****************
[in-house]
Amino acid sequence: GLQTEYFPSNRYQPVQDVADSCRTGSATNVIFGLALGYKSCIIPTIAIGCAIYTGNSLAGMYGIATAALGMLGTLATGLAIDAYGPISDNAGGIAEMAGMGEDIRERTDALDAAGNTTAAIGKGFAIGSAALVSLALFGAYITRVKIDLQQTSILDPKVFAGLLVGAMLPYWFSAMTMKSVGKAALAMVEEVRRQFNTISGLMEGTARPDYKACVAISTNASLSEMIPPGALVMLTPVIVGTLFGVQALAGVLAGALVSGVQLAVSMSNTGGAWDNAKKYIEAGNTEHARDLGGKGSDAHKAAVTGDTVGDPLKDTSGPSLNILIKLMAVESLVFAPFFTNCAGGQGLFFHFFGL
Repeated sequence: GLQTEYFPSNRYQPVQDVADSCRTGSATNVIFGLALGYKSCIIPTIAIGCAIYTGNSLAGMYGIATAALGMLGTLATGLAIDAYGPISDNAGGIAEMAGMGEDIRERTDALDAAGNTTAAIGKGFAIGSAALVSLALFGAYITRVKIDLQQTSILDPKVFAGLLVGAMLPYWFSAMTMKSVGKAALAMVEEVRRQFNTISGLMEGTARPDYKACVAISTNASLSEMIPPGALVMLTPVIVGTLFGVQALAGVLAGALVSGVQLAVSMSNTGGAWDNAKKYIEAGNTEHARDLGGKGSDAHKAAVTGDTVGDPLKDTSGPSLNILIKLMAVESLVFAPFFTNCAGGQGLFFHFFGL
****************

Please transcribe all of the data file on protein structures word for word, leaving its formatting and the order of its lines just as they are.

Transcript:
[in-house]
Amino acid sequence: GLQTEYFPSNRYQPVQDVADSCRTGSATNVIFGLALGYKSCIIPTIAIGCAIYTGNSLAGMYGIATAALGMLGTLATGLAIDAYGPISDNAGGIAEMAGMGEDIRERTDALDAAGNTTAAIGKGFAIGSAALVSLALFGAYITRVKIDLQQTSILDPKVFAGLLVGAMLPYWFSAMTMKSVGKAALAMVEEVRRQFNTISGLMEGTARPDYKACVAISTNASLSEMIPPGALVMLTPVIVGTLFGVQALAGVLAGALVSGVQLAVSMSNTGGAWDNAKKYIEAGNTEHARDLGGKGSDAHKAAVTGDTVGDPLKDTSGPSLNILIKLMAVESLVFAPFFTNCAGGQGLFFHFFGL
Repeated sequence: GLQTEYFPSNRYQPVQDVADSCRTGSATNVIFGLALGYKSCIIPTIAIGCAIYTGNSLAGMYGIATAALGMLGTLATGLAIDAYGPISDNAGGIAEMAGMGEDIRERTDALDAAGNTTAAIGKGFAIGSAALVSLALFGAYITRVKIDLQQTSILDPKVFAGLLVGAMLPYWFSAMTMKSVGKAALAMVEEVRRQFNTISGLMEGTARPDYKACVAISTNASLSEMIPPGALVMLTPVIVGTLFGVQALAGVLAGALVSGVQLAVSMSNTGGAWDNAKKYIEAGNTEHARDLGGKGSDAHKAAVTGDTVGDPLKDTSGPSLNILIKLMAVESLVFAPFFTNCAGGQGLFFHFFGL